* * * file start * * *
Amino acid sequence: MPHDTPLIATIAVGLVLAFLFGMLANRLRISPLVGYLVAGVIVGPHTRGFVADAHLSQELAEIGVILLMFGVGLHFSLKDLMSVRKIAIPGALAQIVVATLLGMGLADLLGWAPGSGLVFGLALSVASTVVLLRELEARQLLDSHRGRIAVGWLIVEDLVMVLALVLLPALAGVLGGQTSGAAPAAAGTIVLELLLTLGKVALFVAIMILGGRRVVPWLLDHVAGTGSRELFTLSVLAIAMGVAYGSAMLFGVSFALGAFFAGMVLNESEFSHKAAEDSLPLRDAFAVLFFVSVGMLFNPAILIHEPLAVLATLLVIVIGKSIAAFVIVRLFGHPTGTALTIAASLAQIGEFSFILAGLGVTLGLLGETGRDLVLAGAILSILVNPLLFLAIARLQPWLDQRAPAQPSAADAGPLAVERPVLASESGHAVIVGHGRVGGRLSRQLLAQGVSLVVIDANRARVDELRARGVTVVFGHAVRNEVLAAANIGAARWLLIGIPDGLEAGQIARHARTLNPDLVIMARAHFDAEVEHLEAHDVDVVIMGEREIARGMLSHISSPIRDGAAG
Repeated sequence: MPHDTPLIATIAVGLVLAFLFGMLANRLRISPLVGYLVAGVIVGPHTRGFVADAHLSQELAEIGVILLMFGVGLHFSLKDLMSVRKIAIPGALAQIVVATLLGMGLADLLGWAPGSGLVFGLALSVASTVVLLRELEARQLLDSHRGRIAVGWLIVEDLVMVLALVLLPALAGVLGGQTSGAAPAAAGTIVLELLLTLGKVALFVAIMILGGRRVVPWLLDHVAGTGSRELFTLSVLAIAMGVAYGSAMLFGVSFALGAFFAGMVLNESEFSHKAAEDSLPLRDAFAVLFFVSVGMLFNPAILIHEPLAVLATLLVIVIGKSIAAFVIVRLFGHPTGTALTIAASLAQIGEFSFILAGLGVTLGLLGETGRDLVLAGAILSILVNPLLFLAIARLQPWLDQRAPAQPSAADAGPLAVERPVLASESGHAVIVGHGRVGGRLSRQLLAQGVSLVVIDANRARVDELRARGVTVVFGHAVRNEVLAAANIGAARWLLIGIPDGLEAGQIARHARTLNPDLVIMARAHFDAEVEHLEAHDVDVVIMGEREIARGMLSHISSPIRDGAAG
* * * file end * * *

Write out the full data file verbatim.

Amino acid sequence: MPHDTPLIATIAVGLVLAFLFGMLANRLRISPLVGYLVAGVIVGPHTRGFVADAHLSQELAEIGVILLMFGVGLHFSLKDLMSVRKIAIPGALAQIVVATLLGMGLADLLGWAPGSGLVFGLALSVASTVVLLRELEARQLLDSHRGRIAVGWLIVEDLVMVLALVLLPALAGVLGGQTSGAAPAAAGTIVLELLLTLGKVALFVAIMILGGRRVVPWLLDHVAGTGSRELFTLSVLAIAMGVAYGSAMLFGVSFALGAFFAGMVLNESEFSHKAAEDSLPLRDAFAVLFFVSVGMLFNPAILIHEPLAVLATLLVIVIGKSIAAFVIVRLFGHPTGTALTIAASLAQIGEFSFILAGLGVTLGLLGETGRDLVLAGAILSILVNPLLFLAIARLQPWLDQRAPAQPSAADAGPLAVERPVLASESGHAVIVGHGRVGGRLSRQLLAQGVSLVVIDANRARVDELRARGVTVVFGHAVRNEVLAAANIGAARWLLIGIPDGLEAGQIARHARTLNPDLVIMARAHFDAEVEHLEAHDVDVVIMGEREIARGMLSHISSPIRDGAAG
Repeated sequence: MPHDTPLIATIAVGLVLAFLFGMLANRLRISPLVGYLVAGVIVGPHTRGFVADAHLSQELAEIGVILLMFGVGLHFSLKDLMSVRKIAIPGALAQIVVATLLGMGLADLLGWAPGSGLVFGLALSVASTVVLLRELEARQLLDSHRGRIAVGWLIVEDLVMVLALVLLPALAGVLGGQTSGAAPAAAGTIVLELLLTLGKVALFVAIMILGGRRVVPWLLDHVAGTGSRELFTLSVLAIAMGVAYGSAMLFGVSFALGAFFAGMVLNESEFSHKAAEDSLPLRDAFAVLFFVSVGMLFNPAILIHEPLAVLATLLVIVIGKSIAAFVIVRLFGHPTGTALTIAASLAQIGEFSFILAGLGVTLGLLGETGRDLVLAGAILSILVNPLLFLAIARLQPWLDQRAPAQPSAADAGPLAVERPVLASESGHAVIVGHGRVGGRLSRQLLAQGVSLVVIDANRARVDELRARGVTVVFGHAVRNEVLAAANIGAARWLLIGIPDGLEAGQIARHARTLNPDLVIMARAHFDAEVEHLEAHDVDVVIMGEREIARGMLSHISSPIRDGAAG